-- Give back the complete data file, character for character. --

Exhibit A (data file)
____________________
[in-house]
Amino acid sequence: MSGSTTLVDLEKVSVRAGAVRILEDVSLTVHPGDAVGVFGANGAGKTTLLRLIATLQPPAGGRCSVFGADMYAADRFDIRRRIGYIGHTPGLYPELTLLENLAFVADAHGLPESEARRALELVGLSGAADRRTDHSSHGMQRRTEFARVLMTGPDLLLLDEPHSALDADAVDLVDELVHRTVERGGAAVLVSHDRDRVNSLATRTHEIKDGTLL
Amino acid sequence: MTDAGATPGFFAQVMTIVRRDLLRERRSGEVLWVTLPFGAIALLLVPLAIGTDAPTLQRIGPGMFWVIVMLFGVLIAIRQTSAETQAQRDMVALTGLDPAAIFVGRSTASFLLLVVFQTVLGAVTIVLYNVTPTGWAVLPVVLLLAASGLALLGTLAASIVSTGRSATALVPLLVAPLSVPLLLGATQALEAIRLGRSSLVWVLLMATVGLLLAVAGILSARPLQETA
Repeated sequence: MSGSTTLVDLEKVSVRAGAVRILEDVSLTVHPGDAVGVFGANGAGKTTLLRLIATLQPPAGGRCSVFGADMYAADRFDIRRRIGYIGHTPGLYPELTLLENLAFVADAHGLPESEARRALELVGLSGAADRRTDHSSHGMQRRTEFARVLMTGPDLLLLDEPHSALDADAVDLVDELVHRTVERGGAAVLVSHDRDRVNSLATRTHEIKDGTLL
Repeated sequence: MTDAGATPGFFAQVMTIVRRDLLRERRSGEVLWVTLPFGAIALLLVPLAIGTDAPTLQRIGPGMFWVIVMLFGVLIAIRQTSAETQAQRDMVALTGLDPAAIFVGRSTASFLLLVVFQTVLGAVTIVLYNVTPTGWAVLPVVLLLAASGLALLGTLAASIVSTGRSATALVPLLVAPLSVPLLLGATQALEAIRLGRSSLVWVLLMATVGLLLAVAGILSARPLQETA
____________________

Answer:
[in-house]
Amino acid sequence: MSGSTTLVDLEKVSVRAGAVRILEDVSLTVHPGDAVGVFGANGAGKTTLLRLIATLQPPAGGRCSVFGADMYAADRFDIRRRIGYIGHTPGLYPELTLLENLAFVADAHGLPESEARRALELVGLSGAADRRTDHSSHGMQRRTEFARVLMTGPDLLLLDEPHSALDADAVDLVDELVHRTVERGGAAVLVSHDRDRVNSLATRTHEIKDGTLL
Amino acid sequence: MTDAGATPGFFAQVMTIVRRDLLRERRSGEVLWVTLPFGAIALLLVPLAIGTDAPTLQRIGPGMFWVIVMLFGVLIAIRQTSAETQAQRDMVALTGLDPAAIFVGRSTASFLLLVVFQTVLGAVTIVLYNVTPTGWAVLPVVLLLAASGLALLGTLAASIVSTGRSATALVPLLVAPLSVPLLLGATQALEAIRLGRSSLVWVLLMATVGLLLAVAGILSARPLQETA
Repeated sequence: MSGSTTLVDLEKVSVRAGAVRILEDVSLTVHPGDAVGVFGANGAGKTTLLRLIATLQPPAGGRCSVFGADMYAADRFDIRRRIGYIGHTPGLYPELTLLENLAFVADAHGLPESEARRALELVGLSGAADRRTDHSSHGMQRRTEFARVLMTGPDLLLLDEPHSALDADAVDLVDELVHRTVERGGAAVLVSHDRDRVNSLATRTHEIKDGTLL
Repeated sequence: MTDAGATPGFFAQVMTIVRRDLLRERRSGEVLWVTLPFGAIALLLVPLAIGTDAPTLQRIGPGMFWVIVMLFGVLIAIRQTSAETQAQRDMVALTGLDPAAIFVGRSTASFLLLVVFQTVLGAVTIVLYNVTPTGWAVLPVVLLLAASGLALLGTLAASIVSTGRSATALVPLLVAPLSVPLLLGATQALEAIRLGRSSLVWVLLMATVGLLLAVAGILSARPLQETA